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Inicio Neurología (English Edition) New normative data from the Spanish-language version of the Repeatable Battery f...
Journal Information
Vol. 35. Issue 5.
Pages 303-310 (June 2020)
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2687
Vol. 35. Issue 5.
Pages 303-310 (June 2020)
Original article
Open Access
New normative data from the Spanish-language version of the Repeatable Battery for the Assessment of Neuropsychological Status (RBANS), form A
Nuevos datos normativos de la versión española de la Repeatable Battery for the Assessment of Neuropsychological Status (RBANS) forma A
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2687
S. Muntala,b,
Corresponding author
silmunt@gmail.com

Corresponding author.
, E. Dovalc, D. Badenesa, L. Casas-Hernanza, N. Cerullad, N. Calzadoe, M. Aguilara
a Unitat de Diagnòstic i Tractament de les Demències, Hospital Universitari Mútua de Terrassa, Terrassa, Barcelona, Spain
b Hospital de Sant Celoni, Sant Celoni, Barcelona, Spain
c Departament de Psicobiologia i de Metodologia de les Ciències de la Salut (UAB), Barcelona, Spain
d Unitat de Demències del Consorci Sanitari de Terrassa, Terrassa, Barcelona, Spain
e Fundació Privada AVAN, Sabadell, Barcelona, Spain
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Tables (6)
Table 1. Demographic characteristics of the sample.
Table 2. Correlation coefficients (r) and coefficients of determination (R2) between RBANS subtest raw scores and age, schooling, and sex.
Table 3. Scaled scores adjusted for ages 20-24 (age band for establishing norms, 20-28; sample size, 86).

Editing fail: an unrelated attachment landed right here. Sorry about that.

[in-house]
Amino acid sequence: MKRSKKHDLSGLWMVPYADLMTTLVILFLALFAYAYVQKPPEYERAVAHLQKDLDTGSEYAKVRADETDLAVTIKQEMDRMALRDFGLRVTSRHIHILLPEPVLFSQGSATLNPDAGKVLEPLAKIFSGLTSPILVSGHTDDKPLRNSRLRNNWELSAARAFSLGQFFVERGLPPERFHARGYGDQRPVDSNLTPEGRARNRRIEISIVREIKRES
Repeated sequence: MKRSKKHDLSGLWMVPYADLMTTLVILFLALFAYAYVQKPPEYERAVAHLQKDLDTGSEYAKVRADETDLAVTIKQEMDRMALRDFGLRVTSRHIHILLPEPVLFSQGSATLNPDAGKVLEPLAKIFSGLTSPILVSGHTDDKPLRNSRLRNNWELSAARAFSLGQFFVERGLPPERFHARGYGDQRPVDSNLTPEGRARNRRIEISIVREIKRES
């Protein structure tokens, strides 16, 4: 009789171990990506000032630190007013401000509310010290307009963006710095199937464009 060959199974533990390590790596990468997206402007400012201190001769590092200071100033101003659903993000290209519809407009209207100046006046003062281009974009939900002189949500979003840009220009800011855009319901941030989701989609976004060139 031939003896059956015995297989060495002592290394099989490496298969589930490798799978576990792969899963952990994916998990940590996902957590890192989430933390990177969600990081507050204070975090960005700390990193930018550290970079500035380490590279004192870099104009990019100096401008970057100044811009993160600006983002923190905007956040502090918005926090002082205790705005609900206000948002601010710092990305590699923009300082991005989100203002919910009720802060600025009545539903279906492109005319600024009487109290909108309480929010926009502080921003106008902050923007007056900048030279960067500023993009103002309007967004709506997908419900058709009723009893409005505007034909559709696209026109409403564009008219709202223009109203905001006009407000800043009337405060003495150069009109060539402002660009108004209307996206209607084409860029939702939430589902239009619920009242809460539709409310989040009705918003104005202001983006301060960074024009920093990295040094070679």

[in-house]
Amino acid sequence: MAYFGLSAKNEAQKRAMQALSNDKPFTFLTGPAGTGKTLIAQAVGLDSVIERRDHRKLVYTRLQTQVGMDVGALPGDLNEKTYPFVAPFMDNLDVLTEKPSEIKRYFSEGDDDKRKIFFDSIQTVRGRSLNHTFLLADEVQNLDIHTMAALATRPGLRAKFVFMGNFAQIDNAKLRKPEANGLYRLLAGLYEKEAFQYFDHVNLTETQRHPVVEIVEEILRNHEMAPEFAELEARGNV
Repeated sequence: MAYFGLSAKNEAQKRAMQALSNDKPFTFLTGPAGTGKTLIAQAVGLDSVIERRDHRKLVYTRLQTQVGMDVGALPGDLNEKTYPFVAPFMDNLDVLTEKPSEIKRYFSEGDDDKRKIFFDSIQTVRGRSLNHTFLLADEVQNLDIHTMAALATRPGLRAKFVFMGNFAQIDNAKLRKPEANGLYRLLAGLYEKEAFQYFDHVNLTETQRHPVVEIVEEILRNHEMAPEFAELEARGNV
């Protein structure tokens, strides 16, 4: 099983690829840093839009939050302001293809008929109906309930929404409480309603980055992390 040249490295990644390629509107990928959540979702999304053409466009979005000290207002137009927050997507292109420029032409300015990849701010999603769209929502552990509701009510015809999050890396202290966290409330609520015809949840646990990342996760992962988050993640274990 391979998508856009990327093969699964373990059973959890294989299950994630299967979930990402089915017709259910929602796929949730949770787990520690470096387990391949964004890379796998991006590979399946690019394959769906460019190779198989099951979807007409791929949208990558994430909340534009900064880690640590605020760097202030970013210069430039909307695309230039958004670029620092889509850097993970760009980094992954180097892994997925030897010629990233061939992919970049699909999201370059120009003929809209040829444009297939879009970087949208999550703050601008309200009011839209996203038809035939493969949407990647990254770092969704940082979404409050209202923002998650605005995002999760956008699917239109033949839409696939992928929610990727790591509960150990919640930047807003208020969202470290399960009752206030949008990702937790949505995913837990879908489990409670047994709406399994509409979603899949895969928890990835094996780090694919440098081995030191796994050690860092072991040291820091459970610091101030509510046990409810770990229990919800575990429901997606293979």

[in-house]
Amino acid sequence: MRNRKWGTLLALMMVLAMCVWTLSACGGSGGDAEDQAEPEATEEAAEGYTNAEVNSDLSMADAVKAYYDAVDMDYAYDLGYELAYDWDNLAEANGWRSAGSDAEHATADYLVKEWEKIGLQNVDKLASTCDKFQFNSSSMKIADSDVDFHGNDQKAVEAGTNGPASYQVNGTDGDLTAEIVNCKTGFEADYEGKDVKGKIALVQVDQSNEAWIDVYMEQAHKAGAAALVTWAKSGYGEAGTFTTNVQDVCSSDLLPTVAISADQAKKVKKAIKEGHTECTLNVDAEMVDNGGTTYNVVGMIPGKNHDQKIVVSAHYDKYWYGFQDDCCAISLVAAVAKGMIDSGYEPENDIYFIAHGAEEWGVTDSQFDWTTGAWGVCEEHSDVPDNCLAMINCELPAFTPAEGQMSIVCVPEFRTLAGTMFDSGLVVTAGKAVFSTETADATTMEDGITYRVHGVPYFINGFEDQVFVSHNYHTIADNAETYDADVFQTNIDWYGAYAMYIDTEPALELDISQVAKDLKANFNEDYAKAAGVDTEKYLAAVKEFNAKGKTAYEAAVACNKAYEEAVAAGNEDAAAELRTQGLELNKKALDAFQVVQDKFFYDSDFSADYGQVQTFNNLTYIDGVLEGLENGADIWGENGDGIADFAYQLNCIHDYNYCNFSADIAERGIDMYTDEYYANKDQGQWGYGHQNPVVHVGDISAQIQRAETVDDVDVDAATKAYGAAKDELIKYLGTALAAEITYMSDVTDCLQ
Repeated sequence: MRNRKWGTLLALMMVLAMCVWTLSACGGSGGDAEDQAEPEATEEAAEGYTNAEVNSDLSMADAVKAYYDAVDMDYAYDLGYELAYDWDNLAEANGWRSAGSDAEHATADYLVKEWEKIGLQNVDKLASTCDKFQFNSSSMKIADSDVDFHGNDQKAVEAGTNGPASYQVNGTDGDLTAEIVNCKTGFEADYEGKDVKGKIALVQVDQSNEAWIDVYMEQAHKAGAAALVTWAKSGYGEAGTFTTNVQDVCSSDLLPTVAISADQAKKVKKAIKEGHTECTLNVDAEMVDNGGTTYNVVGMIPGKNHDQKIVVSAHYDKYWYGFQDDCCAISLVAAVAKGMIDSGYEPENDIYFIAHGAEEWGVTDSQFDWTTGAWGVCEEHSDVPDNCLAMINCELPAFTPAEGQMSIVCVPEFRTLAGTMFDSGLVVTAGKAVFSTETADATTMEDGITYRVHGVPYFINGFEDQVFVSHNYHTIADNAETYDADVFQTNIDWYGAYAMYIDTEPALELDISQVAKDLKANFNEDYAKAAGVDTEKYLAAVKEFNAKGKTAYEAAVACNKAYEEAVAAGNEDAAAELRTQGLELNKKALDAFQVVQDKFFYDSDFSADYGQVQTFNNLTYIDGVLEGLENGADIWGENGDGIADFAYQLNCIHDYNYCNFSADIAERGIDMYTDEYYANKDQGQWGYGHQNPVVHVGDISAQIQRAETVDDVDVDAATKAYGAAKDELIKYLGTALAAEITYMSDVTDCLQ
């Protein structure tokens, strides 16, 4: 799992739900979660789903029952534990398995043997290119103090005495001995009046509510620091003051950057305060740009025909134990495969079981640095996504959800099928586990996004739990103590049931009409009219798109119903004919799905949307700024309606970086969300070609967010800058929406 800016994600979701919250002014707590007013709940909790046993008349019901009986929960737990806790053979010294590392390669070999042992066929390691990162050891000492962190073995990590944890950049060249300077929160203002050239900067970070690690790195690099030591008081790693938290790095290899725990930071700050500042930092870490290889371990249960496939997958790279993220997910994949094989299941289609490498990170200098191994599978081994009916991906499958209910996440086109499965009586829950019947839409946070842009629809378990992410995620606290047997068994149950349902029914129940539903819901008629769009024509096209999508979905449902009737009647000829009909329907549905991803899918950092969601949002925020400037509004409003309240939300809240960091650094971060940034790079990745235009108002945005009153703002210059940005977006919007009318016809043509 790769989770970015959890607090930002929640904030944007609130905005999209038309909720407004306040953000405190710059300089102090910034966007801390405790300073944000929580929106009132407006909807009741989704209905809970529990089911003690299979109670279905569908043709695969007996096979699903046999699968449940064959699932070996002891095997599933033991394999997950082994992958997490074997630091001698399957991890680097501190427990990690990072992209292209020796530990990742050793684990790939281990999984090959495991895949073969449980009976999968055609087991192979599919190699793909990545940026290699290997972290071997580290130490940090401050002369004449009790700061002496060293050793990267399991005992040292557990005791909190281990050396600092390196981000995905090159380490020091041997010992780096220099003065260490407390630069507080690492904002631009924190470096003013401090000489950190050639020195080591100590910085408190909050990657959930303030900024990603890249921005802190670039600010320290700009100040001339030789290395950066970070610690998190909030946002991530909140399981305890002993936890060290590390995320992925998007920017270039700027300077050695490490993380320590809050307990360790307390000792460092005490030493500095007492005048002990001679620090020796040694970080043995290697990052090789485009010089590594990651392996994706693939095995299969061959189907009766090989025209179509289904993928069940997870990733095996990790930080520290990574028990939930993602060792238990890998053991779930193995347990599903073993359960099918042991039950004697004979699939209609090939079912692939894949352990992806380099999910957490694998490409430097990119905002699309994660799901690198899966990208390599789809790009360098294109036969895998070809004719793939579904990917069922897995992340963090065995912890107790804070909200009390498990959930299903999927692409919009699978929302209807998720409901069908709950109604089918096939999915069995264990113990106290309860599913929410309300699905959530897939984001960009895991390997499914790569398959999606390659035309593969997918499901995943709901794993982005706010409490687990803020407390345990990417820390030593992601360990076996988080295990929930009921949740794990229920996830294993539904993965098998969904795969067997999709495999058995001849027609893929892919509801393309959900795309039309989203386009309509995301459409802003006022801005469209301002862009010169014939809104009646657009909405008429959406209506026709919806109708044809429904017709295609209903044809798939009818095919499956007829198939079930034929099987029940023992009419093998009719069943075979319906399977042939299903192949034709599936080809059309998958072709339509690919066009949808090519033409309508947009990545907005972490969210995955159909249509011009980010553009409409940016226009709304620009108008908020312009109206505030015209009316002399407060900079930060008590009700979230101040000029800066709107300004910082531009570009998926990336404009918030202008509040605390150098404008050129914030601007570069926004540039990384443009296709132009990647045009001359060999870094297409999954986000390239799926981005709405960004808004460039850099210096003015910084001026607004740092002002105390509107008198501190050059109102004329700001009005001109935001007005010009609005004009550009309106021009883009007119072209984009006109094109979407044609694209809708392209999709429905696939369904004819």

Table 4. Scaled scores adjusted for ages 25-27 (age band for establishing norms, 21-31; sample size, 107).
Table 5. Scaled scores adjusted for ages 28-30 (age band for establishing norms, 24-34; sample size, 105).
Table 6. Scaled scores for the RBANS subtests corrected for years of schooling.
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Abstract
Introduction

The Repeatable Battery for the Assessment of Neuropsychological Status (RBANS) is frequently used in clinical practice to evaluate cognitive function. It is quick to administer (20-30minutes) and is not influenced by a learning effect. The RBANS includes 4 parallel versions and has a high discriminative ability.

Our study provides normative data from the RBANS-E (Spanish-language version of RBANS form A) for a Spanish population aged 20-89 years.

Methods

The study included 609 subjects aged 20-89 years. Participants were evaluated at baseline with a short interview, a cognitive screening test (Mini–Mental State Examination), and a functional scale (Rapid Disability Rating Scale). The RBANS-E was then administered to all 609 participants.

Results

Our results show the influence of education on all subtest scores. Sex was observed to have no impact on any subtest.